It’s Game Time on Capitol Hill
Labor Day, the unofficial end of summer, has come and gone, and with that the end of the NFL’s preseason. The real contests – the ones that count, begin now. And as in football, the battles in Congress are about to get very real in September. This is particularly true when it comes to tax reform and whether a bill makes it to President Donald Trump’s desk this year.
The spring and summer were spent mulling new ideas and strategies, essentially holding tryouts to see which new additions might make the cut. Republicans tried out radically new looks in their Better Way proposal. Some made a good first impression, such as immediate expensing for capital investments. Others, such as the border adjustment tax (“BAT”), which would have raised the cost of imported goods, did not perform so well. BAT did not make the cut, and will not be on the roster this fall.
With BAT being the exception, most of what has transpired on tax reform has been merely preparatory. There have been a lot of promises and generalities about tax reform that would simplify the code, lower taxes and be pro-growth. Assurances that adequate transition periods would be provided to reduce negative impacts on industries have been given. But there has been no legislative language or committee action on a bill. No one in this Congress has had to take a tough vote on a tax reform bill.
The Trump administration has been anything but clear on their policy preferences, with its lead negotiators often publicly contradicting themselves. This has frozen many Republicans, who are looking to the president for direction. NAIOP has been out front in advocating for tax reform that supports the commercial real estate industry, but the lack of an actual tax bill or legislative movement has shielded many in Congress from taking a stand on many of our priorities. These include the continuation of Section 1031 like-kind exchanges, how “carried interests’ will be taxed, and whether interest payments on business debt will continue to be tax deductible.
But that was the preseason. The administration and the House Republicans have vowed to deliver a tax reform bill this year, and have met to resolve differences. Trump has begun pushing the issue with the public to pressure their representatives. The White House would like to make good on a major campaign promise in time for Christmas, and Republicans know that once 2018 begins, focus will turn to the midterm elections and legislating becomes even harder.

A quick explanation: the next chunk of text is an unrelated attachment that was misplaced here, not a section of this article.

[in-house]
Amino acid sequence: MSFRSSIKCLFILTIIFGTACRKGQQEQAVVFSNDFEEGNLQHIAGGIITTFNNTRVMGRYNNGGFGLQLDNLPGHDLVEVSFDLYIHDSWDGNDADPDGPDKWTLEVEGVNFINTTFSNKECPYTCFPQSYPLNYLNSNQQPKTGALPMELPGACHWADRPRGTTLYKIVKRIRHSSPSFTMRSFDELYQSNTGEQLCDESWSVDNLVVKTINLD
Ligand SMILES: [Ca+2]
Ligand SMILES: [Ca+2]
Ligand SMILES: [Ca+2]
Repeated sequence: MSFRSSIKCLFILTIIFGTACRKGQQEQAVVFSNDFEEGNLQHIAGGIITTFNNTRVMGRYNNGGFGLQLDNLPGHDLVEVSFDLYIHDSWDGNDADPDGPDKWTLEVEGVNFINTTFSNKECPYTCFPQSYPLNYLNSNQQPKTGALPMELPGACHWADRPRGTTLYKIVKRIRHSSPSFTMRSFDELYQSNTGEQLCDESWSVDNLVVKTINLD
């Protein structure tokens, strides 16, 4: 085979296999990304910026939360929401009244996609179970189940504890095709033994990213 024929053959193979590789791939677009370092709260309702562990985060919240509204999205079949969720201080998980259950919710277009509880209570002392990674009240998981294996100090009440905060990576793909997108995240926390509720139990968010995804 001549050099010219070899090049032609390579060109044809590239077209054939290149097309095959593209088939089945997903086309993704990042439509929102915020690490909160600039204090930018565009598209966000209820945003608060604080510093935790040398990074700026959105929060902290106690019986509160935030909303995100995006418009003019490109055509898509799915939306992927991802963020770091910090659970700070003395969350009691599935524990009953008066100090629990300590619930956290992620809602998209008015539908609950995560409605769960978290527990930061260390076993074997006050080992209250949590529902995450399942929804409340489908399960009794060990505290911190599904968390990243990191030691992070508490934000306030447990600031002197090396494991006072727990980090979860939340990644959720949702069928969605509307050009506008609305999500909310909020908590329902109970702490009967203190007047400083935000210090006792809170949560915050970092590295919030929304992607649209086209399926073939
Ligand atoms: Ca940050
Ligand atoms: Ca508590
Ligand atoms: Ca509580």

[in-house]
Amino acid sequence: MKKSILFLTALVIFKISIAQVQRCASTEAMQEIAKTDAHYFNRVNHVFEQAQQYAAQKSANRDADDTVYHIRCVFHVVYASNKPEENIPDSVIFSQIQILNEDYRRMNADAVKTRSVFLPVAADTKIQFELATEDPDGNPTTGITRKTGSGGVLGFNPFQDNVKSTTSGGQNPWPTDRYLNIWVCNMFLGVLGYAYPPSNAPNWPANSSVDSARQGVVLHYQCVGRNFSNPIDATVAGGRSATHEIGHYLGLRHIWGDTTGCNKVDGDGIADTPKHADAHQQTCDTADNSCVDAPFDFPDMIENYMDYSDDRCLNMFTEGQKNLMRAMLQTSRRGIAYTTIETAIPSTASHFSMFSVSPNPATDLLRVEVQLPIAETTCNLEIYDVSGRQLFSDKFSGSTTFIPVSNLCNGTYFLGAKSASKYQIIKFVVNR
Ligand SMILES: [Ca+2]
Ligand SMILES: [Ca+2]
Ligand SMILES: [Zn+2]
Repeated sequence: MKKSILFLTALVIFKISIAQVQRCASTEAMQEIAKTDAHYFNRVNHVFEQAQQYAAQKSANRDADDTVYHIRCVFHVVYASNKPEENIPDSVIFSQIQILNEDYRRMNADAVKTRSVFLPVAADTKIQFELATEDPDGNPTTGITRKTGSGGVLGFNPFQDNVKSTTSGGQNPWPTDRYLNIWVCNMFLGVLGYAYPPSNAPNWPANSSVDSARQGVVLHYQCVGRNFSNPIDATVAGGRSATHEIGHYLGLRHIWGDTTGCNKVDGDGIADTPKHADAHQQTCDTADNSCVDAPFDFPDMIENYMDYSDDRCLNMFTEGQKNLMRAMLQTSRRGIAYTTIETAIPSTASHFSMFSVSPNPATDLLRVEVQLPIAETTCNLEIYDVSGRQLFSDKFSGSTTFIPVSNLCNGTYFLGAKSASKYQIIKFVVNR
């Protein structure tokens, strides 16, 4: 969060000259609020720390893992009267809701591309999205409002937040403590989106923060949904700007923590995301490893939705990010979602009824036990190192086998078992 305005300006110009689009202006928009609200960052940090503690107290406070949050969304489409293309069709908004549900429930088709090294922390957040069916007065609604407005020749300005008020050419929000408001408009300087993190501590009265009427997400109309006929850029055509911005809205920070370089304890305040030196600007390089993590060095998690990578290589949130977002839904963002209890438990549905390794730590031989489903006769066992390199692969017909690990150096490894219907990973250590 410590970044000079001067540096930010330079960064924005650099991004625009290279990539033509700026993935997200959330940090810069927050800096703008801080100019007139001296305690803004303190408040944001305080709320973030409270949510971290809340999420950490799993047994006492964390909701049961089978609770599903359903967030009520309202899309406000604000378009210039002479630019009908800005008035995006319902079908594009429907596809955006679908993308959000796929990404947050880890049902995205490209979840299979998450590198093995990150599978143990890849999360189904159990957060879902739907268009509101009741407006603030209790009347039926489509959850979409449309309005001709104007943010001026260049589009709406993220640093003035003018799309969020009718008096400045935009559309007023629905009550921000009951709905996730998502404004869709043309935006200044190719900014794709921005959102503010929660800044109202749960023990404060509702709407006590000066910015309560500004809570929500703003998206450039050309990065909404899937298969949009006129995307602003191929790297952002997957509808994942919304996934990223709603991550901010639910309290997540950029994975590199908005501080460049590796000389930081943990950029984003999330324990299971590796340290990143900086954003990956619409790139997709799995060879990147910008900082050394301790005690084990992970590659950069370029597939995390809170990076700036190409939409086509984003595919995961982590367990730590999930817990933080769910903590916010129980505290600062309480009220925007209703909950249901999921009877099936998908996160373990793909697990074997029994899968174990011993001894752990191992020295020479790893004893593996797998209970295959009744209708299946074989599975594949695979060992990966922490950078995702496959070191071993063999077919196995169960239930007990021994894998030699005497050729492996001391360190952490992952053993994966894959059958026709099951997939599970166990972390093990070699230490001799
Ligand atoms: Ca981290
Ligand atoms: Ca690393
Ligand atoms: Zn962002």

Congress and the administration have to bridge their differences on the major policy disagreements and begin roping in recalcitrant members to gain their support. Committees have to hold hearings, and draft legislation must make the rounds on Capitol Hill, giving the public an opportunity to start lobbying their representatives. They must advance the ball enough in September so that they can have October and November to pass a bill out of committee and win enough support to pass the House.
Doing those things will be difficult for a variety of reasons. First, the House has only 12 legislative days in September. In that time, they must:
- Raise the federal debt ceiling before the end of the month, or the U.S. will default on its obligations. Conservative House Republicans have often used this vote as leverage to push reforms or unrelated policy objectives, while Democrats have insisted on only a “clean” debt-limit increase;
- Fund hurricane damage relief for Houston in the aftermath of Hurricane Harvey (and possibly other areas for Hurricane Irma);
- Pass a stopgap spending measure by September 30 to keep the government operating, or risk another government shutdown. Like the debt-limit vote, this usually splits the Republican caucus, with some willing to shut down the government to achieve cost savings.
- Pass a budget resolution that contains provisions allowing for tax reform legislation. This is a procedural must, needed to allow the Senate to consider a tax bill under “budget reconciliation” rules. What this does is make the tax bill filibuster-proof, thereby avoiding the usual 60-vote minimum needed to pass a bill in the Senate and allowing a bill to pass with a simple majority. As House Majority Whip Kevin McCarthy said, “the budget is the beginning of tax reform because it allows us to go to reconciliation to start tax reform.”
None of these are easy, and all have to happen in September for tax reform legislation to have a chance this year. This is not a game – in fact it is very serious, because a tax bill will affect the economy and the lives of our citizens for a very long time. But the comparison is still an apt one. The preseason hype is over. It’s time for Congress and the administration to perform.
Aquiles Suarez is Senior Vice President for Government Affairs at NAIOP.